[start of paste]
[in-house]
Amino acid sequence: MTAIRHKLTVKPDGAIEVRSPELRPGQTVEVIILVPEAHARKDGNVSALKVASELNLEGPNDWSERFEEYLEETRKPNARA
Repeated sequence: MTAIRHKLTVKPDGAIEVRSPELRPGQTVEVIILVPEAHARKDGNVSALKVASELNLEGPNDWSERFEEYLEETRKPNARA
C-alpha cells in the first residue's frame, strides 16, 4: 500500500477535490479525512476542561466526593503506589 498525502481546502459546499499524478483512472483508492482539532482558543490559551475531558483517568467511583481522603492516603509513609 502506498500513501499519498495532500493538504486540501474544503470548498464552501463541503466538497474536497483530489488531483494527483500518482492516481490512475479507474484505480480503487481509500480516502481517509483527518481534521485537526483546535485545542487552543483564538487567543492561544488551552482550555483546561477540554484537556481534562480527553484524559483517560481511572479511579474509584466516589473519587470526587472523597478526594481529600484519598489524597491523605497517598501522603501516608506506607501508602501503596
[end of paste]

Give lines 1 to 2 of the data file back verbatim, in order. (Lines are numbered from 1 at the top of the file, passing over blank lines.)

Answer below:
[in-house]
Amino acid sequence: MTAIRHKLTVKPDGAIEVRSPELRPGQTVEVIILVPEAHARKDGNVSALKVASELNLEGPNDWSERFEEYLEETRKPNARA